Suppose I asked you: “What is the best start you can expect in a Texas hold’em game?” In all likelihood, you quickly replied, “It’s nothing to think about. It’s pocket Aces! ”
Of course, and I think everyone agrees. But, did you know pocket Aces (AA) can easily become big underdogs – even before the flop is placed on the board? It’s a fact. And, we all know that underdogs are more likely to lose than to win that pot. And it will cost you money! It can and does happen. Yes, your pretty AA can cost you a lot, except…
If you don’t know it, the number of opponents who stand to see the flop makes all the difference – even more so on a complete table of nine or ten players. I’ve written and lectured on this many times: Your AA is the favorite of about 80 percent of each of your opponents at PisauQQ. (Notice I underlined the word, “each” for added emphasis.)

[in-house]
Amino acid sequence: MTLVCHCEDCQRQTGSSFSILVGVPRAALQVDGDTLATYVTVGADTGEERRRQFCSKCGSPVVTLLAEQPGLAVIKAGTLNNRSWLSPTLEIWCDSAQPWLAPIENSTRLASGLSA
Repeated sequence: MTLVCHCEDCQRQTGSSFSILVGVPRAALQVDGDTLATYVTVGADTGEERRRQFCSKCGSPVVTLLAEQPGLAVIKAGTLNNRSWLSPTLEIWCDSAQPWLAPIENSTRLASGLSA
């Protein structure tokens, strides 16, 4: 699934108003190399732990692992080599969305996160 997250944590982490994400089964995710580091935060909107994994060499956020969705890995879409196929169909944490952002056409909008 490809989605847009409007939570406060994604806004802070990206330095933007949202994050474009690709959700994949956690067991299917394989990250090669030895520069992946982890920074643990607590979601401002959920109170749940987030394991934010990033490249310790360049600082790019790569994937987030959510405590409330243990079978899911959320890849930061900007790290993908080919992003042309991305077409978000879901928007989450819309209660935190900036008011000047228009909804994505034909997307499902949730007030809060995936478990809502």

The law of probability teaches us, as the number of opponents who stand to see the flop increases, your AA loses a lot of value. The obvious response is to reduce the number of opponents on hand. But if you force everyone else to get their hands dirty, you won’t win much, if any, money. After all, isn’t it your goal to win as many chips as possible – not just to win?
Most often, your AA won’t improve. The odds are around 8 to 1 against dropping a set. All things considered, it would be wise to dilute the pitch to two or three opponents. Then you are still the favorite to win, but there will be some money (Chips) in the pot worth fighting over. Four or more opponents spell danger; You become the underdog. The underdog is sure to lose more times than to win.
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